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The Archers: Goodbye, Mr Perks

Blimey, I certainly didn’t see that coming. Peeling the potatoes, I was, and idly listening to Fallon flirting with Harry (pack it in, Fallon, none of us think you’re going to end up with Harry rather than Jazzer), when Jolene rang and dropped the bombshell. Two bombshells actually, the first being that she gets a better signal on her mobile when calling from New Zealand than I do when trying to speak to a chum up the road. Must find out what network she’s with.

And secondly, that Sid – Landlord of the Bull, erstwhile manager of the cricket team, and King of Homophobes – was dead. You could have knocked me over with a potato peel. I reeled from the sink and turned up the radio (laptop, actually – it was on Listen Again but ‘turn up the computer’ is a phrase that has yet to slip comfortably into the language). I felt sure if I listened hard enough, it would turn out to be a mistake. Lucy had smothered Sid with a pillow but he had been resuscitated; a rampaging herd of lambs had trampled him underfoot while out jogging (him, not the lambs), but he was now right as rain and suffering no more than hurt pride and hoof imprints on his stomach. But no. Heart attack and bam. Gone.

On reflection, some clues were there, if only I had been concentrating. Sid hasn’t been heard from for a while (apparently the actor who plays him is ill). And Fallon, a few days ago, expressed regret she hadn’t said goodbye to Sid before he went to NZ, then said, ‘Well, it’s not as if it’s the last time I’ll see him.’ Big chunky clue – no-one ever says that in soaps unless it is in fact the last time they’ll ever see them.

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The Archers: Stray pusscats strut

Get real, Lilian. No-one believes in this ‘platonic’ interest in Paul nonsense.  Even Jennifer, never the sharpest nail in the manicure, has seen through your flannel. As will Paul at this rate.

Rather than be judgemental, however, I would like to offer Lilian a handy guide as to how the half-brothers compare.

Matt, I can't believe you've got to wear... trainers

Availability: Matt being banged up, Paul wins hands down. While Paul can happily contrive implausible-sounding work opportunities which bring him within a gnat’s crotchet of Felpersham, Matt’s obviously not at liberty to wine and dine Lilian. Even when Matt comes out, he’ll be on a curfew. Which is kind of mystifying, isn’t it? As Paul himself has pointed out, fraud’s not really the sort of crime that’s only committed outside the home during the hours of darkness. Anyway, the only thing tying Paul down right now is a couple of kids, but they don’t seem too irksome. Less irksome than an electronic tag, in fact. Score: Matt 0, Paul 9 (includes extra point for smart observation regarding ridiculous curfew storyline). Verdict: No contest. Sorry Matt.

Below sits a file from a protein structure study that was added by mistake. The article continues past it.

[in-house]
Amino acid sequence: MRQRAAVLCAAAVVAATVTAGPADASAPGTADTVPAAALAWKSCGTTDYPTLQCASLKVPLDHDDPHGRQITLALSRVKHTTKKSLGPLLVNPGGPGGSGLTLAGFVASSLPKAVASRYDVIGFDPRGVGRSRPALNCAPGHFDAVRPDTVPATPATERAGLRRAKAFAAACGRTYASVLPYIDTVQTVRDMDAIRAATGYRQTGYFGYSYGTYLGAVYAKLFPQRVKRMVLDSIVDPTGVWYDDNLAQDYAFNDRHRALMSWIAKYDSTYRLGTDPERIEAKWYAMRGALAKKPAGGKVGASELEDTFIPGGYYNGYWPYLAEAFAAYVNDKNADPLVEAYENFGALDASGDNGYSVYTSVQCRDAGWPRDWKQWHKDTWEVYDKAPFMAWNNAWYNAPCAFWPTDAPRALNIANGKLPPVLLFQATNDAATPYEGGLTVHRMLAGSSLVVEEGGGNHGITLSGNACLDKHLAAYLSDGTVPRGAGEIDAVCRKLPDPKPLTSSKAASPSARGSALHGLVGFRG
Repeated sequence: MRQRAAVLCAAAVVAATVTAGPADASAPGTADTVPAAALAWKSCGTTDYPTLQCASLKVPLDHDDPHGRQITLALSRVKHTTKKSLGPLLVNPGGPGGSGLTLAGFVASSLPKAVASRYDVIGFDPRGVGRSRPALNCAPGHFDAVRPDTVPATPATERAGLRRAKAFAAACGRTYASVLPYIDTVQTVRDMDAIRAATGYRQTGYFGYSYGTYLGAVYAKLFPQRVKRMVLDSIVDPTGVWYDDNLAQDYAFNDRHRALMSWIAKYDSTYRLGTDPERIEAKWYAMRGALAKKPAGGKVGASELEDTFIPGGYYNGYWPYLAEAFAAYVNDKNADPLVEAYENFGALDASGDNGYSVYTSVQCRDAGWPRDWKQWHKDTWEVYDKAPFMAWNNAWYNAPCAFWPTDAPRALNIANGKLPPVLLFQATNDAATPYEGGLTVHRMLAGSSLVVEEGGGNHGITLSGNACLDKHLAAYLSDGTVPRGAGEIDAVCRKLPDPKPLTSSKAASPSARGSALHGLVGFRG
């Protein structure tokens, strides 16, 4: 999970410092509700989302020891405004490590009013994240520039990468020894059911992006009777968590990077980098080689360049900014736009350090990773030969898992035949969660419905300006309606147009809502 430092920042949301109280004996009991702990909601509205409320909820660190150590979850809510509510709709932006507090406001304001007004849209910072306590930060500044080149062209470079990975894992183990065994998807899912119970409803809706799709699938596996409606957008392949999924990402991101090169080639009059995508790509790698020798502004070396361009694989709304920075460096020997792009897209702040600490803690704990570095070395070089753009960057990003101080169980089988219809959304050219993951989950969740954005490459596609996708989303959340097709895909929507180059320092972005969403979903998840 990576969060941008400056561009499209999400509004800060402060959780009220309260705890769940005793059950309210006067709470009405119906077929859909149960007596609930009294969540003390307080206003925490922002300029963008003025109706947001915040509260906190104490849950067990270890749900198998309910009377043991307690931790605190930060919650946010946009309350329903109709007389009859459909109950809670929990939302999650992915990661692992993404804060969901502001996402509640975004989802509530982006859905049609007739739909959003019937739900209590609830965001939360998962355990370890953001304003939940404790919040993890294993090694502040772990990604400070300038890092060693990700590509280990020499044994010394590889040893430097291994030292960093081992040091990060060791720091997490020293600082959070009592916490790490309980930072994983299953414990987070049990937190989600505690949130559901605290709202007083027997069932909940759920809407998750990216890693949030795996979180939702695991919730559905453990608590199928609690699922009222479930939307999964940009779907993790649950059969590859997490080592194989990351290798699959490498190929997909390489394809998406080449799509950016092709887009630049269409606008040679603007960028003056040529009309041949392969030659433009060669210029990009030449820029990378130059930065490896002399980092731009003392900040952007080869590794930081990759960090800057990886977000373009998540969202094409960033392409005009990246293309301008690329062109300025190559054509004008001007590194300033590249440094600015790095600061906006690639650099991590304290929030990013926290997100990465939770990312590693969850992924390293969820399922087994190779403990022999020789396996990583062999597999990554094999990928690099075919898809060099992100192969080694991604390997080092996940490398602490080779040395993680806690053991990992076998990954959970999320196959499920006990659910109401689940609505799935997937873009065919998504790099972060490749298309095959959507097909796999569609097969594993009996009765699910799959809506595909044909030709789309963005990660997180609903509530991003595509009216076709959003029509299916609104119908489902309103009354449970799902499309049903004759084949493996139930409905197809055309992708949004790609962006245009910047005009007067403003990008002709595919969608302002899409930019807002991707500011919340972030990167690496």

Sexiness: There’s obviously a familial resemblance, but I guess Paul is younger. Not that that necessarily has anything to do with sexiness. He doesn’t yet have a bedroom nickname for Lilian in the ‘Pusscat’ mould, but he does have the immense advantage of the thrill of the unknown. And the way he says ‘Lilian’ is rather phwoar-some. Score: Matt 5, Paul 8. Verdict: The younger brother strikes back. It’s the oldest rivalry in history. It’s Cain and Abel, it’s Christopher and Peter Hitchins, it’s Will and Ed Grundy.

Family involvement: Matt famously can’t stand family life. Even when he grudgingly agreed to meet his birth mother, it was only at Lilian’s shrill insistence. Later, on hearing his mother was dead, he said, ‘Oh.’ He’s not much better with Lilian’s family, regarding Jennifer, Brian, Peggy et al as necessary irritants. Hmm. Good point. Paul, meanwhile, has clearly been the good son, doting on his cold-hearted mother and spawning some sprogs of his own. He even asks after the appalling James, which Matt has definitely never done. However, I haven’t forgotten how good Matt was when Jack was at his pre-Laurel’s worst. So it’s not a complete whitewash. Score: Matt 4, Paul 9. Verdict: Gotta say, my sympathies lie with Matt here.